Josh Kowalski’s life could be summed up in just a few words—thirty years’ worth of itches he couldn’t quite scratch.
He itched to get out of Whitford, Maine, and away from the Northern Star Lodge. He itched for adventure and travel and a job he’d chosen, rather than one chosen for him before he was even born. He itched to find the woman who’d make him want to forsake all others until death do they part. There was no medicated powder to cure those kinds of itches, either. All he could do was bide his time, and that had gotten harder with every passing year.
This year, though, things were looking up. Josh grabbed a six-pack out of the fridge and bumped the door closed with his hip since he was clutching a bag of stolen baked goods in his other hand. Breaking his leg back in July had sucked. But his brothers coming home to help out at the lodge, giving him the chance to let them know he resented being left holding the bag just because he was the youngest, had been his big break.
“You heading out?”
He almost dropped his beer. In her sheepskin-lined-suede winter slippers, Rosie was almost silent as she moved around the lodge. “Yeah. Half hour until kickoff.”
Rose Davis had been the housekeeper at the lodge for as long as he could remember, but when Josh’s mother died when he was only five, she’d become much more than that. She was as close to a mother as he could have. That meant, of course, that he was thirty years old and essentially still lived with mom. No wonder he had such a hard time scratching that need-a-woman itch.
“If you—” She broke into a coughing fit and Josh frowned. A bad cold had gone around Whitford a while back and Rose had ended up with pneumonia. She’d bounced back pretty well, but he didn’t like the sound of that cough. “If you see Katie, tell her I said hi.”
“Maybe I should stay home.”
She scoffed and waved her hand. “I’m going to curl up with my knitting and the Criminal Minds marathon. The last thing I want to listen to is you screaming and swearing at the television in the other room.”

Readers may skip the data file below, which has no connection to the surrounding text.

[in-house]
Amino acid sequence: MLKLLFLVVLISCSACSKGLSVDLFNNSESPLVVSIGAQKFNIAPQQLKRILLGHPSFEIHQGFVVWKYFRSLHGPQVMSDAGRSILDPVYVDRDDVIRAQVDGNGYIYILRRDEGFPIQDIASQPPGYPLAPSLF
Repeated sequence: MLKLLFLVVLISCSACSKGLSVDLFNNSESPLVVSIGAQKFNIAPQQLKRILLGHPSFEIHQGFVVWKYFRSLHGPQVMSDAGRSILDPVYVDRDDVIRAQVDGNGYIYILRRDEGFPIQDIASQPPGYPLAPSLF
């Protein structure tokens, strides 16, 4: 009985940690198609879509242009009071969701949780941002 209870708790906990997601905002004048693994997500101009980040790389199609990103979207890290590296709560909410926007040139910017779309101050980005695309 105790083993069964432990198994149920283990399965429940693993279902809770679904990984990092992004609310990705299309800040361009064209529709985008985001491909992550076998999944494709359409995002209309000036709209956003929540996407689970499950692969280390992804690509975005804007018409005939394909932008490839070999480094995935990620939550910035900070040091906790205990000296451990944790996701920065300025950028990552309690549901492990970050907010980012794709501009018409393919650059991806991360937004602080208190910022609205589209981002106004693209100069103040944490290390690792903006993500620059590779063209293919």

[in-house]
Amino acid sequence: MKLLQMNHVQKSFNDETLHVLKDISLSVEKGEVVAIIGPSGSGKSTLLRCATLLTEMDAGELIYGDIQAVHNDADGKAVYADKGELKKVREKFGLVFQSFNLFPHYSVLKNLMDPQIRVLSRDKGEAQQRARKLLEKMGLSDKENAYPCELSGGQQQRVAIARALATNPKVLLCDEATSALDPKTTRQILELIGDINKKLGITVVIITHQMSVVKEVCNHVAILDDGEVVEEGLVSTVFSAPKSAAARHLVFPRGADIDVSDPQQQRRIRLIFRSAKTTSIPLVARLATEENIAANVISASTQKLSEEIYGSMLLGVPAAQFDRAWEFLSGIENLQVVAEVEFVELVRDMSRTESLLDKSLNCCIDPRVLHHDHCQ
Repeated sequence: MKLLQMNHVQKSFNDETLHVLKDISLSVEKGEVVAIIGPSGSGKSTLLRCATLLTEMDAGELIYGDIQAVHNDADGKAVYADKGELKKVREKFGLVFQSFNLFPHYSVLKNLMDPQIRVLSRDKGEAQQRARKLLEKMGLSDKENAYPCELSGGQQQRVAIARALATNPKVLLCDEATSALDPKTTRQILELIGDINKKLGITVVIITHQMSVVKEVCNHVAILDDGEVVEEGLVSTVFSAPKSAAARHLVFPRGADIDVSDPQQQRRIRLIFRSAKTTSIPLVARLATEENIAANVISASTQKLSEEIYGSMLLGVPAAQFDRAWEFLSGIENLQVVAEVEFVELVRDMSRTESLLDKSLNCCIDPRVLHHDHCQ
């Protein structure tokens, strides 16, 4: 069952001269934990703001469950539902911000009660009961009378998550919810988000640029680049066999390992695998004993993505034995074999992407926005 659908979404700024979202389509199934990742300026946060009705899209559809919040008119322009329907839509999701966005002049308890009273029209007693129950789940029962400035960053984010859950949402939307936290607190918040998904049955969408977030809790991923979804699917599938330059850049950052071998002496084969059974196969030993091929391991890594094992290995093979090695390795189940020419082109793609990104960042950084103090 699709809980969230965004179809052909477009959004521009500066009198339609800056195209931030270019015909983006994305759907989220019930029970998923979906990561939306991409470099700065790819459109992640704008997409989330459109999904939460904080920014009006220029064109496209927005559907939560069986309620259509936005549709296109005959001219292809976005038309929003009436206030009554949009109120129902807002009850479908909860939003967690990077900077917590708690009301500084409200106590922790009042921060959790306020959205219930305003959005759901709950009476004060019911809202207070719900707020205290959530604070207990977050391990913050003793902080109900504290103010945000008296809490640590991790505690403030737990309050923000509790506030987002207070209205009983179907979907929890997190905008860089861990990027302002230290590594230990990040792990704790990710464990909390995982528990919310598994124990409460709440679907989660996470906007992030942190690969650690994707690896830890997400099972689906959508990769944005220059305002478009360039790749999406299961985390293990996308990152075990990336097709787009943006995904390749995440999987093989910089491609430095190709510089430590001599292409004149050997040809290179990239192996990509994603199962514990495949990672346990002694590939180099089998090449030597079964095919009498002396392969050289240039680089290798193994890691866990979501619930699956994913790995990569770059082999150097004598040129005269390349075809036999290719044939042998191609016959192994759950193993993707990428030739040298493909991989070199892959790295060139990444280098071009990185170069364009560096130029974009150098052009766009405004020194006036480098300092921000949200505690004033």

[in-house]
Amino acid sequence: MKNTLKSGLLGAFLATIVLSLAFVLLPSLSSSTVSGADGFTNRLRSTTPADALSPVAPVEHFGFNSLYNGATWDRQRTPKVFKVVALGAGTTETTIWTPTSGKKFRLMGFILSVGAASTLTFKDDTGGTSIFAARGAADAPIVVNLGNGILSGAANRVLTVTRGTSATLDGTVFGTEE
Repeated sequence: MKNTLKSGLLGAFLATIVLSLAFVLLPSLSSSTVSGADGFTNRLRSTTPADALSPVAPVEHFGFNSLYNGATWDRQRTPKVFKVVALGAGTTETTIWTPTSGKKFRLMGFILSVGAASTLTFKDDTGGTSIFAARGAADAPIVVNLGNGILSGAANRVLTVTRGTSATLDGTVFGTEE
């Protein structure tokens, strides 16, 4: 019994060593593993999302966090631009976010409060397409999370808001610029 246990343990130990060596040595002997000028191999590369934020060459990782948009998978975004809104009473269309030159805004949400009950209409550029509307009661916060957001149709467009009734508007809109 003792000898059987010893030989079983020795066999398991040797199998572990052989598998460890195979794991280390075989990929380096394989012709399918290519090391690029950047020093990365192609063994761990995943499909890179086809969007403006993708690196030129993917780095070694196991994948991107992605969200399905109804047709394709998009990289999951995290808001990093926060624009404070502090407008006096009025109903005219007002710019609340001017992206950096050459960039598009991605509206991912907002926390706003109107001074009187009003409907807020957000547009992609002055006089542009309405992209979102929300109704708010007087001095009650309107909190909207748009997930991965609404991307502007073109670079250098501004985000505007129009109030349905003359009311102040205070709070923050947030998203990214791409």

“You had pneumonia, Rosie. If you don’t take care of yourself, you’ll end up back in bed.”
“Is that my banana bread in your bag?”
“You’re trying to change the subject.”
“You’re stealing my banana bread.”
“You told me you wanted to lose a few pounds, so really I’m doing this for you.” He was busted, but he didn’t even break a sweat as she raised an eyebrow at him. “Even though you’re perfect the way you are, I just want you to be happy. Eating this banana bread won’t make you happy, but it’ll make my friends—including your daughter—very, very happy.”
Rose laughed, but it quickly deteriorated into another bout of coughing. Josh didn’t like it, but it passed fairly quickly and she waved away the concern she must have seen on his face. “You think you’re a charmer, Joshua Kowalski, but I’ve had your number since you were four years old and told me you peed on the back of the toilet so I’d always have something to clean and your parents would keep paying me. You were doing that for my sake, too.”
“See? I’m always thinking of you, Rosie.”
She shook her head and made a shooing motion with her hand. “Go. Take the banana bread. And I bet you put a dent in the cookie jar, too.”
Busted again. He’d dumped at least a dozen oatmeal raisin cookies into a baggy to supplement the loaf of banana bread. Usually a guy didn’t bring baked goods to watch a game with his buddies, but nobody in Whitford could resist goodies from Rose’s kitchen. He preferred chocolate chip cookies himself, but Katie liked oatmeal raisin and, if he was going to steal her mother’s cookies for her, at least they would be her favorite.
“You have your cell phone in your pocket?” he asked before he opened the back door.
She nodded, patting the pocket of the thick cardigan she was wearing. “I’ll call you if I need you.”
“I’m fine, Josh.” She gave him a tender look and his heart squeezed when he thought about how sick she’d been at the beginning of November. It had scared the crap out of him and he didn’t want a repeat of that anytime soon. She’d been well enough to celebrate Thanksgiving at the new home of his brother Mitch and his wife, but he was constantly worried she was pushing too hard. It had been ten days since then, which meant almost a month since she’d gotten sick, but he still worried every time she coughed.
“You’ll call me if you need anything at all?”
“I promise. Now, go, so I can make my tea and get back to my show.”